Saturday, February 6, 2016

Barangay justice; barangay conciliation/mediation; coverage and exceptions

"x x x.

Undeniably, both petitioner Agbayani and respondent Genabe are residents of Las Pias City and both work at the RTC, and the incident which is the subject matter of the case happened in their workplace.[25] Agbayanis complaint should have undergone the mandatory barangay conciliation for possible amicable settlement with respondent Genabe, pursuant to Sections 408 and 409 of Republic Act No. 7160 or the Local Government Code of 1991 which provide:

Sec. 408. Subject Matter for Amicable Settlement; Exception thereto. The lupon of each barangay shall have authority to bring together the parties actually residing in the same city or municipality for amicable settlement of all disputes, except: x x x

Sec. 409. Venue. x x x (d) Those arising at the workplace where the contending parties are employed or x x x shall be brought in the barangay where such workplace or institution is located.

Administrative Circular No. 14-93,[26] issued by the Supreme Court on July 15, 1993 states that:

x x x

I. All disputes are subject to Barangay conciliation pursuant to the Revised Katarungang Pambarangay Law [formerly P.D. 1508, repealed and now replaced by Secs. 399-422, Chapter VII, Title I, Book III, and Sec. 515, Title I, Book IV, R.A. 7160, otherwise known as the Local Government Code of 1991], and prior recourse thereto is a pre-condition before filing a complaint in court or any government offices, except in the following disputes:

[1] Where one party is the government, or any subdivision or instrumentality thereof;

[2] Where one party is a public officer or employee and the dispute relates to the performance of his official functions;

[3] Where the dispute involves real properties located in different cities and municipalities, unless the parties thereto agree to submit their difference to amicable settlement by an appropriate Lupon;

[4] Any complaint by or against corporations, partnerships or juridical entities, since only individuals shall be parties to Barangay conciliation proceedings either as complainants or respondents [Sec. 1, Rule VI, Katarungang Pambarangay Rules];

[5] Disputes involving parties who actually reside in barangays of different cities or municipalities, except where such barangay units adjoin each other and the parties thereto agree to submit their differences to amicable settlement by an appropriate Lupon;

[6] Offenses for which the law prescribes a maximum penalty of imprisonment exceeding one [1] year or a fine of over five thousand pesos ([P]5,000.00);

[7] Offenses where there is no private offended party;

[8] Disputes where urgent legal action is necessary to prevent injustice from being committed or further continued, specifically the following:

[a] Criminal cases where accused is under police custody or detention [See Sec. 412(b)(1), Revised Katarungang Pambarangay Law];

[b] Petitions for habeas corpus by a person illegally deprived of his rightful custody over another or a person illegally deprived of or on acting in his behalf;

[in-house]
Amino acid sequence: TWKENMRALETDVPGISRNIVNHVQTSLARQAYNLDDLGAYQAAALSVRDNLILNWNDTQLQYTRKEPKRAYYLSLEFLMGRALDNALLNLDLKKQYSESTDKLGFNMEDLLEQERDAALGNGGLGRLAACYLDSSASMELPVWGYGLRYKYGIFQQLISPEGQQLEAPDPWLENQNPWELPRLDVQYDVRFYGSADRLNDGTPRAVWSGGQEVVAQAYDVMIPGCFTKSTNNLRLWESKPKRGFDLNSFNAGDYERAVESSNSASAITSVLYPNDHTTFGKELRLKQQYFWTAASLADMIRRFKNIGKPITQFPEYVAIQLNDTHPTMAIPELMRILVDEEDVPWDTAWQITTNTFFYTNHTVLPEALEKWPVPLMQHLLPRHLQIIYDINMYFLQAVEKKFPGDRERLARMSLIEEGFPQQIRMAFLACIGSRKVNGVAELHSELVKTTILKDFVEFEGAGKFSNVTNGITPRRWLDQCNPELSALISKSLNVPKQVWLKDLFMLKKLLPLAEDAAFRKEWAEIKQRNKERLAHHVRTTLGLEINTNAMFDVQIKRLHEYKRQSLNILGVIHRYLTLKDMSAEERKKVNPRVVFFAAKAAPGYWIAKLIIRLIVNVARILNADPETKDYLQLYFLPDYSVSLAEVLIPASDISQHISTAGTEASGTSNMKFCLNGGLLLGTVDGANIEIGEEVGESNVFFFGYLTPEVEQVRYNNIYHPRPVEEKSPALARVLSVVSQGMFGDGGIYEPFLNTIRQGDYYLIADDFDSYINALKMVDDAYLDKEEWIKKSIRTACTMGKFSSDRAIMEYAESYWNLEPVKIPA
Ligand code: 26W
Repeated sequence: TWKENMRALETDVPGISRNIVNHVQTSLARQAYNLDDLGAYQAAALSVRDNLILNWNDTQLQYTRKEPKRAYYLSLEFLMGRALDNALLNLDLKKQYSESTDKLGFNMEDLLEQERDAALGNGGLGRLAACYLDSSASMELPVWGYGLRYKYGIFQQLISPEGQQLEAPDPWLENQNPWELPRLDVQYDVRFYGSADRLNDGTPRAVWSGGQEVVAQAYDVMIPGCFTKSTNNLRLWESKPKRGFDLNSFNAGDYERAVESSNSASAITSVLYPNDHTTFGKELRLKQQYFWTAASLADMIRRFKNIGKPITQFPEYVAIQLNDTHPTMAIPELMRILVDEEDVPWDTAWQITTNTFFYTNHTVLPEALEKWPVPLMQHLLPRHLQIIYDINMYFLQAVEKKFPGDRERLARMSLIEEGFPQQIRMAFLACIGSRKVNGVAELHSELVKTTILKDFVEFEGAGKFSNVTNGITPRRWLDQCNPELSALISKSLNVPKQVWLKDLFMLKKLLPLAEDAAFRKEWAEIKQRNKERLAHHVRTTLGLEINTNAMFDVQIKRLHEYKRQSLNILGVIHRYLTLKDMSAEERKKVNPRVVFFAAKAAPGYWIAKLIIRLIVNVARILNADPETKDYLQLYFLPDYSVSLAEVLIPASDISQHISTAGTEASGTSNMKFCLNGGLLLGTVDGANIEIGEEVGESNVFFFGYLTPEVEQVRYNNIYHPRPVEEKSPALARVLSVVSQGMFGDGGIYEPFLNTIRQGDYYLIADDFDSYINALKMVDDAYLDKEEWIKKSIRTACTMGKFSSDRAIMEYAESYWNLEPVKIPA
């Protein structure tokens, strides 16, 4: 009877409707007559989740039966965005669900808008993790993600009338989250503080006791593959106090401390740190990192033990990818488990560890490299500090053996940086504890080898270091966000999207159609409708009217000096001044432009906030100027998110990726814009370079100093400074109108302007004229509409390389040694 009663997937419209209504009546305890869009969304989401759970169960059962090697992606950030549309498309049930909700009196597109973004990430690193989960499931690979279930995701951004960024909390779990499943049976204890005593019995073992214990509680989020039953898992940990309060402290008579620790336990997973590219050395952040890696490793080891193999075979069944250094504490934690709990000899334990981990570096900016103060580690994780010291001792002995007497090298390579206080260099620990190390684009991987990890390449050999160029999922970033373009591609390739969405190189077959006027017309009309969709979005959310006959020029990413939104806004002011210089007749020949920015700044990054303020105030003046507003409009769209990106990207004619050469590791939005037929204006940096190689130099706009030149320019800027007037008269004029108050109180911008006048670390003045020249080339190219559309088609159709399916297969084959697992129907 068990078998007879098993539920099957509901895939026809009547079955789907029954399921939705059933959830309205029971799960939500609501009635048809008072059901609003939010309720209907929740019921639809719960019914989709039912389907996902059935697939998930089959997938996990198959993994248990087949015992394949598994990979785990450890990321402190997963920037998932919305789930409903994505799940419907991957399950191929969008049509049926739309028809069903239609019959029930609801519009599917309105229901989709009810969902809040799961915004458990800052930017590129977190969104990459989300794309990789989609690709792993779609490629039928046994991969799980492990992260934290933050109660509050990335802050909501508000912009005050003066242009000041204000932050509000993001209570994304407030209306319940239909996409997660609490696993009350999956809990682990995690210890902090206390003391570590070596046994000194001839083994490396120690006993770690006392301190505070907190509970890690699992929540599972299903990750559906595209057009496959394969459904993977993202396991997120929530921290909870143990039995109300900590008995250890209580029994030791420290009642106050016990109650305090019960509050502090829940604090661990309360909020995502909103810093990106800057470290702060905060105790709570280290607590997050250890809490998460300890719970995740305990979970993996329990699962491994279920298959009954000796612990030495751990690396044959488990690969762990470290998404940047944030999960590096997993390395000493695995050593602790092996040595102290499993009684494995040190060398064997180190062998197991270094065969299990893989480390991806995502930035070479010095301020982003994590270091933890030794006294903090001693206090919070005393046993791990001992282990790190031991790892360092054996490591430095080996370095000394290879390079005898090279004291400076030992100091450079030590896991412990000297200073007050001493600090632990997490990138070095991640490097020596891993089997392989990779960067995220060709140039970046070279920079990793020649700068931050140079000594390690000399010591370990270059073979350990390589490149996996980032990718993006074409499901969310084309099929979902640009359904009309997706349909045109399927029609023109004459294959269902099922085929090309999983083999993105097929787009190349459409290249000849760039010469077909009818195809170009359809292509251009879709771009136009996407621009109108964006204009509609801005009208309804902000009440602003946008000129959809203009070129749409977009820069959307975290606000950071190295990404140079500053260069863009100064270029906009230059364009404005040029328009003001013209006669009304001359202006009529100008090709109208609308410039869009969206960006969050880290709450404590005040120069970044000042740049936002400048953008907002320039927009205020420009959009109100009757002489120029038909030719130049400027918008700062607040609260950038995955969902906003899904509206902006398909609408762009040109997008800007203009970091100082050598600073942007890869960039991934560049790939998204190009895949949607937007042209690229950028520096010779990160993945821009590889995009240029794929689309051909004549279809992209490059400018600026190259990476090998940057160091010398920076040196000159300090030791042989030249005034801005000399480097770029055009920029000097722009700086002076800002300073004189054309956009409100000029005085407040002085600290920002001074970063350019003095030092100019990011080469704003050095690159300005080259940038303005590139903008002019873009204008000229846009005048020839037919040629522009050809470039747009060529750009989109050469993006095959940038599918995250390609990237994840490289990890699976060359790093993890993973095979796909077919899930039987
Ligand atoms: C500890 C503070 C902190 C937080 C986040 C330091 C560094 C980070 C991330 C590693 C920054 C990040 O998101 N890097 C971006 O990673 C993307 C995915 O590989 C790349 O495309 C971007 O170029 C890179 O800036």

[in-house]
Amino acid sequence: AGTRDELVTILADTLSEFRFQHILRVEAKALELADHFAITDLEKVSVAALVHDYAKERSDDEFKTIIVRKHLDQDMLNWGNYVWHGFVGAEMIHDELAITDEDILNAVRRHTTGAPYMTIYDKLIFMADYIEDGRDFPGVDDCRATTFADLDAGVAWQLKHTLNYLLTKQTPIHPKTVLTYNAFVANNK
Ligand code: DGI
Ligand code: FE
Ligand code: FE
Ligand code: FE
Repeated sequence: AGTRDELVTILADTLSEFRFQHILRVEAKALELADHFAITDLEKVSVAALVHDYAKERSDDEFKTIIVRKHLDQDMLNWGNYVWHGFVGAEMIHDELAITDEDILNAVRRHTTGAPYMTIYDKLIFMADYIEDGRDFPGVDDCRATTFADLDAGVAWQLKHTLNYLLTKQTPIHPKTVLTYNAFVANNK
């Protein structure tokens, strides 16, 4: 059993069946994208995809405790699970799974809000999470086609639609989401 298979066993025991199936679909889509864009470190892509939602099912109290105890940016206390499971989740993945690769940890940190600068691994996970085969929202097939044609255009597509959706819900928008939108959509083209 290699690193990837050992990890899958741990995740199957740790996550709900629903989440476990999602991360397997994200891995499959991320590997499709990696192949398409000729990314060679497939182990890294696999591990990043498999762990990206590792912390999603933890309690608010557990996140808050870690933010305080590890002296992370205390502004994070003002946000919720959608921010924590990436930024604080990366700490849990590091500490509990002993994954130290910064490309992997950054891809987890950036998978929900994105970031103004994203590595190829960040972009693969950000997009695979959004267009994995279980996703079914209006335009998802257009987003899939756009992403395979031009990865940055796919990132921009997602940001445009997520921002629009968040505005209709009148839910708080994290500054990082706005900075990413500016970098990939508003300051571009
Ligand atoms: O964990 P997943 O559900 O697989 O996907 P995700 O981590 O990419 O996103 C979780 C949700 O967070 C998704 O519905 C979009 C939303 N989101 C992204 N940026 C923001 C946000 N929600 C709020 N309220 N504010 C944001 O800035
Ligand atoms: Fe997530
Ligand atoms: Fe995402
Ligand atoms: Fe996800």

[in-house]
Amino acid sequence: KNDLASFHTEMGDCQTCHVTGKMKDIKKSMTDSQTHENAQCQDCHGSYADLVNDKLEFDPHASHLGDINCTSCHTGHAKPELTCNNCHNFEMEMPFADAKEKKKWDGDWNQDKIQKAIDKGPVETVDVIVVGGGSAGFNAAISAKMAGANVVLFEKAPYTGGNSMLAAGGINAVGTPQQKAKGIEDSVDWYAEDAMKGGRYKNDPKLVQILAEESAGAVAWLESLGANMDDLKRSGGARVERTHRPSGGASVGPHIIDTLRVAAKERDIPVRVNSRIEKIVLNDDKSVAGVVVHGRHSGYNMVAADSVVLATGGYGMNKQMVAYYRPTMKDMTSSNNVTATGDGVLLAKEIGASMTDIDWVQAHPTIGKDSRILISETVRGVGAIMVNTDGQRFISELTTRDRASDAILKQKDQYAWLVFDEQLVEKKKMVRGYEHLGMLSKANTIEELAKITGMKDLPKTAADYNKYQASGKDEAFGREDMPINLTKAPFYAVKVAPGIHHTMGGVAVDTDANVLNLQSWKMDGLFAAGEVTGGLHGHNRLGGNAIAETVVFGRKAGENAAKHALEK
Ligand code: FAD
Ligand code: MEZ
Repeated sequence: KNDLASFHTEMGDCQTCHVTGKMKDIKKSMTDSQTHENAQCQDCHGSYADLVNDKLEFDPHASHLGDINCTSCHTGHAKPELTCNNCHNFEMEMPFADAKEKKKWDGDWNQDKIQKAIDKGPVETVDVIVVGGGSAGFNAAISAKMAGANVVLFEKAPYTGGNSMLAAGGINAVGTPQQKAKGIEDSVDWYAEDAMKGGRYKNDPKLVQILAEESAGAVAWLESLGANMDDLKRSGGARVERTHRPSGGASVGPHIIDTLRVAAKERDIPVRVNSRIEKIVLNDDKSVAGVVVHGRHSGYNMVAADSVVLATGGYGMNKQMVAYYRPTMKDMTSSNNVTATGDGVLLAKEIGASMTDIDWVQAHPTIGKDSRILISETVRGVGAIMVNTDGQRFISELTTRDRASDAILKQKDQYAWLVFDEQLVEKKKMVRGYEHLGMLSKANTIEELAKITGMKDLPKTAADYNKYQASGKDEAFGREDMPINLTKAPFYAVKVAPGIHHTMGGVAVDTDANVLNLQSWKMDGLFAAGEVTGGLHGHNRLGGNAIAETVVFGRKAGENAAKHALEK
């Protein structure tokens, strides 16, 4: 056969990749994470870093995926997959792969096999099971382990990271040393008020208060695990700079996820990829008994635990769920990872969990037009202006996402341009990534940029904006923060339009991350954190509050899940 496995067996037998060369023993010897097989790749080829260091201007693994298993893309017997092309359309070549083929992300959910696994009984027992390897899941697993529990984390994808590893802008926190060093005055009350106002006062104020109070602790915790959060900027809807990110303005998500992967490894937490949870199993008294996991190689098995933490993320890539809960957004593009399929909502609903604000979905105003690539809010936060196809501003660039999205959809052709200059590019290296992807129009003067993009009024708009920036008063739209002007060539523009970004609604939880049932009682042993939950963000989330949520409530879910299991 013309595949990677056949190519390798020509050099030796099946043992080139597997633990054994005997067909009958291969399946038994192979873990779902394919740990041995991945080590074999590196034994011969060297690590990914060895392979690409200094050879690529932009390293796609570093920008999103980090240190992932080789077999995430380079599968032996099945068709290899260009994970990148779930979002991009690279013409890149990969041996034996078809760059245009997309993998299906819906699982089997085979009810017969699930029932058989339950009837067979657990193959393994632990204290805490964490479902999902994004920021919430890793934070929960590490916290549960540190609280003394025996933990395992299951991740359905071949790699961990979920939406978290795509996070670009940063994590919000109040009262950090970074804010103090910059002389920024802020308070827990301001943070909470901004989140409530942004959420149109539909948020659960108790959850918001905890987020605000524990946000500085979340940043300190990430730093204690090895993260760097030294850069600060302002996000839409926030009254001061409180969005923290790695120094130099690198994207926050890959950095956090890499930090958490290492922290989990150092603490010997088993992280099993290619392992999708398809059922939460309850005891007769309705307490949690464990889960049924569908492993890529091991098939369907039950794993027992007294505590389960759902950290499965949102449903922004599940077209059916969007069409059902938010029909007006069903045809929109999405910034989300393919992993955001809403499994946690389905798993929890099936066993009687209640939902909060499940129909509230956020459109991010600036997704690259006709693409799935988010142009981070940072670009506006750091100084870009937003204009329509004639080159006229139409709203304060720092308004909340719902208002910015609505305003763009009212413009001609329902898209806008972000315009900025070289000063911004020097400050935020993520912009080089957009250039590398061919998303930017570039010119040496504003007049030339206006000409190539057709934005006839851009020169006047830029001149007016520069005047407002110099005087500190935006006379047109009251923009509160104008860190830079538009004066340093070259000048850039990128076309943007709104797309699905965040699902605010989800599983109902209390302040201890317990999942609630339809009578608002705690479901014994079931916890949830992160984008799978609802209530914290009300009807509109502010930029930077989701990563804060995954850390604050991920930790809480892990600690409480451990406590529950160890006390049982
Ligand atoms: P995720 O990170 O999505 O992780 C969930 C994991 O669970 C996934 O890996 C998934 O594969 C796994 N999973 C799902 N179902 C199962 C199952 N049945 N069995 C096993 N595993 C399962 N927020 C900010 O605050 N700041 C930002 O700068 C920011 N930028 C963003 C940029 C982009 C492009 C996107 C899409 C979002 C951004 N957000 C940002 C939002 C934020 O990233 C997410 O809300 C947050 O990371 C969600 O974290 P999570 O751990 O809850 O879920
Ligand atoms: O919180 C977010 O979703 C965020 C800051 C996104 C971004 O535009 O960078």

[c] Actions coupled with provisional remedies such as preliminary injunction, attachment, delivery of personal property and support during the pendency of the action; and

[d] Actions which may be barred by the Statute of Limitations.

[9] Any class of disputes which the President may determine in the interest of justice or upon the recommendation of the Secretary of Justice;

[10] Where the dispute arises from the Comprehensive Agrarian Reform Law (CARL) [Secs. 46 & 47, R. A. 6657];

[11] Labor disputes or controversies arising from employer-employee relations [Montoya vs. Escayo, 171 SCRA 442; Art. 226, Labor Code, as amended, which grants original and exclusive jurisdiction over conciliation and mediation of disputes, grievances or problems to certain offices of the Department of Labor and Employment];

[12] Actions to annul judgment upon a compromise which may be filed directly in court [See Sanchez vs. [Judge] Tupaz,158 SCRA 459].

x x x

The compulsory process of arbitration is a pre-condition for the filing of the complaint in court. Where the complaint (a) did not state that it is one of excepted cases, or (b) it did not allege prior availment of said conciliation process, or (c) did not have a certification that no conciliation had been reached by the parties, the case should be dismissed.[27]

Here, petitioner Agbayani failed to show that the instant case is not one of the exceptions enumerated above. Neither has she shown that the oral defamation caused on her was so grave as to merit a penalty of more than one year. Oral defamation under Article 358 of the Revised Penal Code, as amended, is penalized as follows:

Article 358. Slander. Oral defamation shall be punished by arresto mayor in its maximum period to prision correccional in its minimum period if it is of a serious and insulting nature; otherwise, the penalty shall be arresto menoror a fine not exceeding 200 pesos.

Apparently, the DOJ found probable cause only for slight oral defamation. As defined in Villanueva v. People,[28]oral defamation or slander is the speaking of base and defamatory words which tend to prejudice another in his reputation, office, trade, business or means of livelihood. It is grave slander when it is of a serious and insulting nature. The gravity depends upon: (1) the expressions used; (2) the personal relations of the accused and the offended party; and (3) the special circumstances of the case, the antecedents or relationship between the offended party and the offender, which may tend to prove the intention of the offender at the time. In particular, it is a rule that uttering defamatory words in the heat of anger, with some provocation on the part of the offended party constitutes only a light felony.[29]
x  x x."


- versus -

G.R. No183623




June 25, 2012